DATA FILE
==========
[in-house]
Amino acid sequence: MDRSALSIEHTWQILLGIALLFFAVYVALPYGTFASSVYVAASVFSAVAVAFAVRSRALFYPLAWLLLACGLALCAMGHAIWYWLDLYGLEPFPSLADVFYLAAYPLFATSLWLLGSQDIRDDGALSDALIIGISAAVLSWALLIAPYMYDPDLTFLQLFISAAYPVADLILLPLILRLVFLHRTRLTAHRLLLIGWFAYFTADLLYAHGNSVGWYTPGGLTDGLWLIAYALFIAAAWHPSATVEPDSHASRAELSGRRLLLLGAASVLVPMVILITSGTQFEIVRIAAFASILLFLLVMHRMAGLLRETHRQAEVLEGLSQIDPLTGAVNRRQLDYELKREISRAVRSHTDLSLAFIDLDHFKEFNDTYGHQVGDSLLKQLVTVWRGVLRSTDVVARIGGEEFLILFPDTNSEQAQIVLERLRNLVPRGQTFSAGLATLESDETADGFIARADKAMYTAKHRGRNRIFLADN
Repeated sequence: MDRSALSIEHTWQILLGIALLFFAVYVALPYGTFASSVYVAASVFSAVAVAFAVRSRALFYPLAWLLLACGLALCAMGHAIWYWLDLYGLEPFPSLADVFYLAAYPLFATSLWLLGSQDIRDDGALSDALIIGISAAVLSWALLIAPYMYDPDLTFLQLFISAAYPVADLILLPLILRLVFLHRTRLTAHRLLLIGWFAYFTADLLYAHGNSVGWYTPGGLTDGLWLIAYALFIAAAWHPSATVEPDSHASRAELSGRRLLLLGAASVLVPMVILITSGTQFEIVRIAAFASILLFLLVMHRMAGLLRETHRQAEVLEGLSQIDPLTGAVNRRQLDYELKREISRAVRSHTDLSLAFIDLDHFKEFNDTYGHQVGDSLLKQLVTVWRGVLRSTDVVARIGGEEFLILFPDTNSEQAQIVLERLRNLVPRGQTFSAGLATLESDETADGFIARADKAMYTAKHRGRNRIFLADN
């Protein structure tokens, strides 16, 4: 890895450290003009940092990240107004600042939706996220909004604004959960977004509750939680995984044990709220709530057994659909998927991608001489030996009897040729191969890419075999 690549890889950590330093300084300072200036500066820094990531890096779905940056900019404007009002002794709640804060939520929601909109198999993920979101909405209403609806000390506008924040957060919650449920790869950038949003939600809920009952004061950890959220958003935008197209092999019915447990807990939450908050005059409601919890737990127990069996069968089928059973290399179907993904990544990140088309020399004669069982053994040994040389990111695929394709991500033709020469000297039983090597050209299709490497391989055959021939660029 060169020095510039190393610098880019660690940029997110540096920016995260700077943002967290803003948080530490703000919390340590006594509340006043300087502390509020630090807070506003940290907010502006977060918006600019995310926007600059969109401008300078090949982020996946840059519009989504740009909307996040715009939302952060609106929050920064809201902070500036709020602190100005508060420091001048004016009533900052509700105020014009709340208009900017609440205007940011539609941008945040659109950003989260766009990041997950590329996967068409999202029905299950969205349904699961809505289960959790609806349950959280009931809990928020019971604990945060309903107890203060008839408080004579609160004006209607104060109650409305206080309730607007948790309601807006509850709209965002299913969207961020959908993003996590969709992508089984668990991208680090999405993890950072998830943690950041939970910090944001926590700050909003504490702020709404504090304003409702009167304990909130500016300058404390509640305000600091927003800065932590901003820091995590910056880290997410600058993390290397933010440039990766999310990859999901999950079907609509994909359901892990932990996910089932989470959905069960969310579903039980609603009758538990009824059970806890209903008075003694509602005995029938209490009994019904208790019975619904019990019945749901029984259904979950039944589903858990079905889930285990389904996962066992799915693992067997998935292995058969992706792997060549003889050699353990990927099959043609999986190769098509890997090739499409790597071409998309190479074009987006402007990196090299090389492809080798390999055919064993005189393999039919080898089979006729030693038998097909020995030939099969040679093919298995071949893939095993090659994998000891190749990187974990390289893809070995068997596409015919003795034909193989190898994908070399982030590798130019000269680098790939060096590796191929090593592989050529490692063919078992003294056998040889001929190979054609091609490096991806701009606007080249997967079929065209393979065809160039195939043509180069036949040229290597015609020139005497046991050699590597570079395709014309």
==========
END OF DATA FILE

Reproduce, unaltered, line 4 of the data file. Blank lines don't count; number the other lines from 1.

């Protein structure tokens, strides 16, 4: 890895450290003009940092990240107004600042939706996220909004604004959960977004509750939680995984044990709220709530057994659909998927991608001489030996009897040729191969890419075999 690549890889950590330093300084300072200036500066820094990531890096779905940056900019404007009002002794709640804060939520929601909109198999993920979101909405209403609806000390506008924040957060919650449920790869950038949003939600809920009952004061950890959220958003935008197209092999019915447990807990939450908050005059409601919890737990127990069996069968089928059973290399179907993904990544990140088309020399004669069982053994040994040389990111695929394709991500033709020469000297039983090597050209299709490497391989055959021939660029 060169020095510039190393610098880019660690940029997110540096920016995260700077943002967290803003948080530490703000919390340590006594509340006043300087502390509020630090807070506003940290907010502006977060918006600019995310926007600059969109401008300078090949982020996946840059519009989504740009909307996040715009939302952060609106929050920064809201902070500036709020602190100005508060420091001048004016009533900052509700105020014009709340208009900017609440205007940011539609941008945040659109950003989260766009990041997950590329996967068409999202029905299950969205349904699961809505289960959790609806349950959280009931809990928020019971604990945060309903107890203060008839408080004579609160004006209607104060109650409305206080309730607007948790309601807006509850709209965002299913969207961020959908993003996590969709992508089984668990991208680090999405993890950072998830943690950041939970910090944001926590700050909003504490702020709404504090304003409702009167304990909130500016300058404390509640305000600091927003800065932590901003820091995590910056880290997410600058993390290397933010440039990766999310990859999901999950079907609509994909359901892990932990996910089932989470959905069960969310579903039980609603009758538990009824059970806890209903008075003694509602005995029938209490009994019904208790019975619904019990019945749901029984259904979950039944589903858990079905889930285990389904996962066992799915693992067997998935292995058969992706792997060549003889050699353990990927099959043609999986190769098509890997090739499409790597071409998309190479074009987006402007990196090299090389492809080798390999055919064993005189393999039919080898089979006729030693038998097909020995030939099969040679093919298995071949893939095993090659994998000891190749990187974990390289893809070995068997596409015919003795034909193989190898994908070399982030590798130019000269680098790939060096590796191929090593592989050529490692063919078992003294056998040889001929190979054609091609490096991806701009606007080249997967079929065209393979065809160039195939043509180069036949040229290597015609020139005497046991050699590597570079395709014309």